Executive Summary -
In terms of value, no other cards comes close to this card. While 10,000 gets you $100 for all other cards, this one only requires 7,500 points for the same value. This card is great for those who like to use points for short haul domestic flights or cheap hotels.
Before we answer the question of whether this is a good card or not, I think we should address the issue of which type of consumer will find this card appealing. If you have followed our review series so far and the cards that we compared it to, you will have realized that this card belongs to the no annual fee rewards cards that allows you to book any travel tickets you want.
It is different from earning frequent flyer miles, where you have to book your tickets way in advance. Frequent flyer miles are best used for international flights on business class booked way in advanced. For most domestic flights, you need a minimum of 20,000 to 25,000 miles. In fact, for many programs, you would need 35,000 miles.
If you travel short haul flights in the US, you may find that your ticket only cost only a couple of hundred dollars 2-way. If that is the case, it does not make sense using frequent flyer miles. But using a card like the Blue Sky from American Express makes perfect sense. It might also make sense if you are savvy enough to find cheap international flights (we are talking $800 range), then it might makes sense as well.
Now that we have got this out of the way, let's look at the pros and cons this card.
Best Value For Points
- As we have seen from the peer comparisons, nothing beats this card in terms of value of points. You only need 7,500 points to get $100 in value. All the other cards in the market require 10,000 to get the same value (for travel).
2.7% Foreign Transaction Fee
- Both Discover and Capital One all have no FX transaction fee on all their cards. But this card charges 2.7% fee for that.
At first glance, this would be a huge negative. But as I've mentioned earlier, this card (and similar ones) are best for folks who travel short haul domestic flights. So I'm not sure the presence of FX fee will be a deal killer.
- The area of travel benefits is one area where I feel this card falls short a bit. Back in the good old days, travel accident insurance from American Express did not require any fees. But it looks like Amex has tagged on a fee in return for a higher coverage than other cards.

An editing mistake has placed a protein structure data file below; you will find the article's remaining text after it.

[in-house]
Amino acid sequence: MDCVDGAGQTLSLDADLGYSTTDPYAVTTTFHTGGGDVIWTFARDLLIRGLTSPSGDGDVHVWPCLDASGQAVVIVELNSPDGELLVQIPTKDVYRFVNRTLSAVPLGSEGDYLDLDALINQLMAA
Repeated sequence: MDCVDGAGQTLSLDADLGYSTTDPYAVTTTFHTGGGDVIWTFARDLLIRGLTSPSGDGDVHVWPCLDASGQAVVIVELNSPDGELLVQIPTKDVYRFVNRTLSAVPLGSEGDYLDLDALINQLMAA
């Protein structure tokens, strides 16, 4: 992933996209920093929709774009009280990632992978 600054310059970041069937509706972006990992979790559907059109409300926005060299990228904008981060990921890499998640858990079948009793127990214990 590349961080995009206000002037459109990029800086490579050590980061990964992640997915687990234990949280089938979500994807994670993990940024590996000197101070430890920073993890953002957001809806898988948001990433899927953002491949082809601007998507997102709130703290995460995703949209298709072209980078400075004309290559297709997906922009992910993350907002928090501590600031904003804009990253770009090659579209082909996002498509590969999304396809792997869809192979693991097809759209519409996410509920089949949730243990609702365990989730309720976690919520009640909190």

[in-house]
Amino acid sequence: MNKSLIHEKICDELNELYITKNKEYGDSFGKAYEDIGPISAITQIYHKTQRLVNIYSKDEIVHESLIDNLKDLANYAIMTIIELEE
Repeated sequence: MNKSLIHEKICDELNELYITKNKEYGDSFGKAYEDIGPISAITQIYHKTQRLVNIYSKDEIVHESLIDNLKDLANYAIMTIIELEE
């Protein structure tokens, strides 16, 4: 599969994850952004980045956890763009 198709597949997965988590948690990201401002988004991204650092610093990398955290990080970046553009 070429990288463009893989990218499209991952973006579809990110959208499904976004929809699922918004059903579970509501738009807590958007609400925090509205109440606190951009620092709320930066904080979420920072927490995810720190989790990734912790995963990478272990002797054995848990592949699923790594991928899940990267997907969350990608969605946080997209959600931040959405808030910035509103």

Verdict - We recommend this card to those who want to use their credit card for travel rewards but want to avoid paying any annual fees. While many other credit cards require you to use their "internal travel agents" to book your travel arrangements, with the Blue Sky, you can use book your travel directly with the airline, hotels or car rentals or through any travel agents to get the best deal. Because you book through your own agents or whatever channels, you avoid the usual restrictions imposed by other reward cards.
Credit Cards' proogram internal online travel booking system and in fact, all comparison portal like orbitz.com, expedia.com suffer from the absence of SouthWest in their system. So even if you do a comparison check, you still have to go to the SouthWest site and check their prices. And if you decide to fly SouthWest, it is really cumbersome to use your credit card reward program for that. A card like this really comes in handy for all of you SouthWest flyers. Though most other travel credit cards claim to have no blackout dates, you still have to book 21 days in advance and most of the time have to stay over a Saturday. With the Blue Sky, you avoid these restrictions. Furthermore, the "rebate" you get is slightly better than one percent.
If you fly short haul flights, or like to book cheap hotels, do not travel overseas, then this card offers the best value for points compared to all other cards the market. You will simply get more back for the buck (points) than it's peers.
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